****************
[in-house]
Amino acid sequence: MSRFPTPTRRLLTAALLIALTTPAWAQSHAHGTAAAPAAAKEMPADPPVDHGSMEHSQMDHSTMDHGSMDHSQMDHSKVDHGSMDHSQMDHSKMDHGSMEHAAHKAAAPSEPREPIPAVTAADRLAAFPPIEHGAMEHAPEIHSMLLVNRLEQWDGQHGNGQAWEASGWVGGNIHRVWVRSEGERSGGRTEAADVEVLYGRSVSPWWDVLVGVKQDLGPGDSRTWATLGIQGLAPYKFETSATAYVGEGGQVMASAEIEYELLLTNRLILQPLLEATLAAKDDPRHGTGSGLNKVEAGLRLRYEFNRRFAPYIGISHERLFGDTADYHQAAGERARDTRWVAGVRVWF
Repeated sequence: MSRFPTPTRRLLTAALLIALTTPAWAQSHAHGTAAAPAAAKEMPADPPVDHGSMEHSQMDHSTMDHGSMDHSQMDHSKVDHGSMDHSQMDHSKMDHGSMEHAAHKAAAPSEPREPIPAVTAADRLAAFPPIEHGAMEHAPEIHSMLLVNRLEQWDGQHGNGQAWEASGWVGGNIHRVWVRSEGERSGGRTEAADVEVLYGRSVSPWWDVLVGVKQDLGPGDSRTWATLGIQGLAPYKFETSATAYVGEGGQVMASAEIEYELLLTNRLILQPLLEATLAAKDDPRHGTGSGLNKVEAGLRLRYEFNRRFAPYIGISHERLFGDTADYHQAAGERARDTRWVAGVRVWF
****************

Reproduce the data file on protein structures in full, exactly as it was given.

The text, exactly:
[in-house]
Amino acid sequence: MSRFPTPTRRLLTAALLIALTTPAWAQSHAHGTAAAPAAAKEMPADPPVDHGSMEHSQMDHSTMDHGSMDHSQMDHSKVDHGSMDHSQMDHSKMDHGSMEHAAHKAAAPSEPREPIPAVTAADRLAAFPPIEHGAMEHAPEIHSMLLVNRLEQWDGQHGNGQAWEASGWVGGNIHRVWVRSEGERSGGRTEAADVEVLYGRSVSPWWDVLVGVKQDLGPGDSRTWATLGIQGLAPYKFETSATAYVGEGGQVMASAEIEYELLLTNRLILQPLLEATLAAKDDPRHGTGSGLNKVEAGLRLRYEFNRRFAPYIGISHERLFGDTADYHQAAGERARDTRWVAGVRVWF
Repeated sequence: MSRFPTPTRRLLTAALLIALTTPAWAQSHAHGTAAAPAAAKEMPADPPVDHGSMEHSQMDHSTMDHGSMDHSQMDHSKVDHGSMDHSQMDHSKMDHGSMEHAAHKAAAPSEPREPIPAVTAADRLAAFPPIEHGAMEHAPEIHSMLLVNRLEQWDGQHGNGQAWEASGWVGGNIHRVWVRSEGERSGGRTEAADVEVLYGRSVSPWWDVLVGVKQDLGPGDSRTWATLGIQGLAPYKFETSATAYVGEGGQVMASAEIEYELLLTNRLILQPLLEATLAAKDDPRHGTGSGLNKVEAGLRLRYEFNRRFAPYIGISHERLFGDTADYHQAAGERARDTRWVAGVRVWF